Earlier this month we caught up with YETI publisher Mike McGonigal, the man behind one of our favorite compilations of the year — the Tompkins Square release This May Be My Last Time Singing: Raw African-American Gospel on 45RPM, 1957-1982. A continuation of sorts to McGonigal’s initial collaboration with the label, 2009’s Fire In My Bones, the collection is a three-disc aural journey into the various corners of African-American gospel. Among other things, the below touches on YETI‘s beginnings, record hunting, tracking down source material and future reissue plans.

Aquarium Drunkard: How long have you been doing YETI now?

I started YETI around 2000. Now we do two issues a year plus publishing original books by the likes of Luc Sante and Erik Davis. I’d done a ‘zine called Chemical Imbalance from 1984-1993; I started that when I was sixteen years old with money I made mowing lawns in the neighborhood. Within a few years it was getting an international distribution and each issue had a hard vinyl 7” record with unreleased music from the likes of Sonic Youth, Opal, Faust and the Mekons.

AD: How did the project initially get started.

Mike McGonigal: I started to work on YETI in 1999, a year after moving to Seattle to work as a music editor for Amazon. A co-worker helped fund it initially. I spent much of the 1990s as a low-level hack writer, scribbling wherever I could for ten cents a word and also supporting myself as a bookstore clerk, museum guard, bicycle burrito delivery boy and a grant writer for a non-profit arts organization. When I found myself at a “real” job, even though I was often working ten to eleven hours a day at the job, I found I still wanted to do my own fanzine. I really missed that curatorial thing, the satisfaction I got from putting together an entire issue of a magazine myself—just stuff that my friends and I were interested in, no other considerations aside from that.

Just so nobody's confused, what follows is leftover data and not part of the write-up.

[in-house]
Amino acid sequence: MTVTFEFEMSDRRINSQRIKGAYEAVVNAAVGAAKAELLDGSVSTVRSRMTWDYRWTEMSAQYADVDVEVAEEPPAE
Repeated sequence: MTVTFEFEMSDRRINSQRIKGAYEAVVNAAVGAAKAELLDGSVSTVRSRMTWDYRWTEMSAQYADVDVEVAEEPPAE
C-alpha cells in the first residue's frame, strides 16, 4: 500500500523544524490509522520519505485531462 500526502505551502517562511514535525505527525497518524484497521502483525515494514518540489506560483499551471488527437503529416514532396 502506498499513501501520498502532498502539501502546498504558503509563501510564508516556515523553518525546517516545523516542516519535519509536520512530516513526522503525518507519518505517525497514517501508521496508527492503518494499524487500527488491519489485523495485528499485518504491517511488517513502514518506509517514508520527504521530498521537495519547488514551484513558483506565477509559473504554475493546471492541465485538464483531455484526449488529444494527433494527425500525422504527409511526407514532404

YETI hasn’t exactly taken off but there’s steady interest, I guess you could say? Initially there were CDs in each issue. With the new YETI, #12, out next week, actually, we’ve returned to that format – each issue will now bt 8” by 8” and have a 7” single with each one (though I might do a full color issue with a DVD inside it as well). This 7” has the last unreleased Fred McDowell tracks from the initial recording session he had with Alan Lomax, and Grouper covering Dead Moon, and a killer cover of a Duane Eddy song done on a boom box in the early ‘90s by Tiki Men. It’s a perfect little record I feel so honored to be able to release it!

AD: Has there been much of an overlap between the selections found on Fire In My Bones and This May Be My Last Time Singing and previous YETI entries?

Mike McGonigal: Maybe one song was on a YETI comp before? Or two? But generally, no – pretty unrelated things.

AD: How did you originally hook up with the Tompkins Square label?

Mike McGonigal: In 2007, I compiled a record for Mississippi Records called Life Is A Problem; I came up with almost all the tracks but Eric at Mississippi did the track order and had the final say for it. Josh at Tompkins Square is someone I’ve been in touch with for years. I’d written about a number of his releases and such. He heard that record on Mississippi and said, “What is this stuff?,” and I replied, ”Ohhh, that’s just the kind of music I listen to all the time; there’s so much of it and other things similar.” So he asked me to compile a record for him and it took the better part of a year to get it all together.

AD: In regard to the comp’s tracklisting and execution, were they fully-formed before you hooked up with the label or were you hired on to produce them?

Mike McGonigal: These records, I put them together entirely myself. Some tracks would then not make the final cut because we couldn’t license them from a label or get permission from a particular artist directly.